Traffic wardens given role of police, fire service, paramedics and vets in remote areas

Rural areas of the UK will soon be served by a new team of multi-disciplinary Traffic Wardens. In addition to their normal duties, the highly trained cadre will respond to all 999 calls and are equipped to tackle emergencies such as fires, burglaries, heart attacks and delivering baby lambs via caesarian section.

The ‘Combined Response and Protect’ unit (C.R.A.P.) have been deployed initially throughout North Wales and Western Cornwall.

Senior C.R.A.P. Officer Owen Owens, 57, from Trawsfynydd explained how proud he was to have been selected after 32 years spent punishing motorists. ‘I were over the moon I were,’ he said. ‘My mam would be so proud of me, she would.’

Asked about the eight days of training he had received, Mr Owens said: ‘Oh it were exhausting. We had a couple of heavy days learning the Law and having Taser practice which was fun, another whole day fighting fires like and then another blooming week on the new red parking ticket procedures. But I’m ready for anything now. Oh yes.’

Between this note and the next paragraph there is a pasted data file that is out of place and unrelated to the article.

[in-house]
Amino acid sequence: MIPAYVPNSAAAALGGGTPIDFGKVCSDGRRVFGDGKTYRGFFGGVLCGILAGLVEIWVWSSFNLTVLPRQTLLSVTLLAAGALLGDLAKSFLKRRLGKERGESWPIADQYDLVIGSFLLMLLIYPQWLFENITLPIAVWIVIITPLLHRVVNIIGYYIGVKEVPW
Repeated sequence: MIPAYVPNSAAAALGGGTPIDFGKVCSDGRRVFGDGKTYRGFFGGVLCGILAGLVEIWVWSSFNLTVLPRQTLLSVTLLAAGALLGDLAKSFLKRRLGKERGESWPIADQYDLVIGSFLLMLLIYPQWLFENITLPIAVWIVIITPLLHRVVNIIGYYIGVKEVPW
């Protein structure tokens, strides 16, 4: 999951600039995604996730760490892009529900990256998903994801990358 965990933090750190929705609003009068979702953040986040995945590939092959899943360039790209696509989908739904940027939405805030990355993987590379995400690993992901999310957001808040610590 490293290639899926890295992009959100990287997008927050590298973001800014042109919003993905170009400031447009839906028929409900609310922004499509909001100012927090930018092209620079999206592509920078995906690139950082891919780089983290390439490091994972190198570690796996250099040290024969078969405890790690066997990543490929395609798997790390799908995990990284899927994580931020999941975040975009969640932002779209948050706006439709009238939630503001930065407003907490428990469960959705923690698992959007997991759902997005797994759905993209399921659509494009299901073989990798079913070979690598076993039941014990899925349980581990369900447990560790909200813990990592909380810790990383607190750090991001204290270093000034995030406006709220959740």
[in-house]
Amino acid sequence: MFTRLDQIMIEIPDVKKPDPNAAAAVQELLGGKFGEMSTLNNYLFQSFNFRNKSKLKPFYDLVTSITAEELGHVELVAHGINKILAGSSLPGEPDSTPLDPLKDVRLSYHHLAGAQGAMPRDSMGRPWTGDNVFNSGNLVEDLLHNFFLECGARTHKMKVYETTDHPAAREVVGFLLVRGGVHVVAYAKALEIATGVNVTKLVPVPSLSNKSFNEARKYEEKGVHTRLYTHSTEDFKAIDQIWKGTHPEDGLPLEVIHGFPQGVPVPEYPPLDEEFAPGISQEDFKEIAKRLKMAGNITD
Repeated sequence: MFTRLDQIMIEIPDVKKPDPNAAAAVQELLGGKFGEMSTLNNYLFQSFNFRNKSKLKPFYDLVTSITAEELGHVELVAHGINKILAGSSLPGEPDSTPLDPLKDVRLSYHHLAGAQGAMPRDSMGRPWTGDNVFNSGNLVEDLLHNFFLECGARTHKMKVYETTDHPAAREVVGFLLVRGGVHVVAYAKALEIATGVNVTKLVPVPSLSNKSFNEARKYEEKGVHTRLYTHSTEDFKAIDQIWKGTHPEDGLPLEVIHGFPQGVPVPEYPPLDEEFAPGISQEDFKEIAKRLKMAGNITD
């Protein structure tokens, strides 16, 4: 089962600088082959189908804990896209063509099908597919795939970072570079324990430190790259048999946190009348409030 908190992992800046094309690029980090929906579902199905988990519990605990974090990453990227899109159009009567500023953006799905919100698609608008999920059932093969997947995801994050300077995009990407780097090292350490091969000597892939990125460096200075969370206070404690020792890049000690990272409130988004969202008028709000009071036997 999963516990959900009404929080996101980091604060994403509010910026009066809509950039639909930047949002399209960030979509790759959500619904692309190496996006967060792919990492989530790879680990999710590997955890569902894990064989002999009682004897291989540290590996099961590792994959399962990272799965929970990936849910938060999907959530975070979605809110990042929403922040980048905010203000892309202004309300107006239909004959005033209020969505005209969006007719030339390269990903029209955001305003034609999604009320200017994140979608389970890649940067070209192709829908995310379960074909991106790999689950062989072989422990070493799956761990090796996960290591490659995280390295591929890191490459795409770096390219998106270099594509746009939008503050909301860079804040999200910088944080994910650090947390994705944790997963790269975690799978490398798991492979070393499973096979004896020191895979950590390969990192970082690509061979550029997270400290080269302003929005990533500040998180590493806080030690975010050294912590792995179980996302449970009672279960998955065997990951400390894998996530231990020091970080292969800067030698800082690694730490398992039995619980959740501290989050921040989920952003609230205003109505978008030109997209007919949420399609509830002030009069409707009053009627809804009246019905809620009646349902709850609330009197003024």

This morning we spoke to Mrs Angela Stopes, a bee farmer from Ruthernbridge in mid-Cornwall, who recently encountered a member of the new force and was less than impressed.‘Well, he arrived on his scooter pretty fast,’ she said, after her car overheated and caught fire while parked on double yellow lines and her husband had collapsed in panic.

‘He spent half an hour looking through a blooming great ring binder before writing us a 50 quid parking ticket. Then he put the fire out and finally asked: “So what’s up with your old man then?” He was useless.’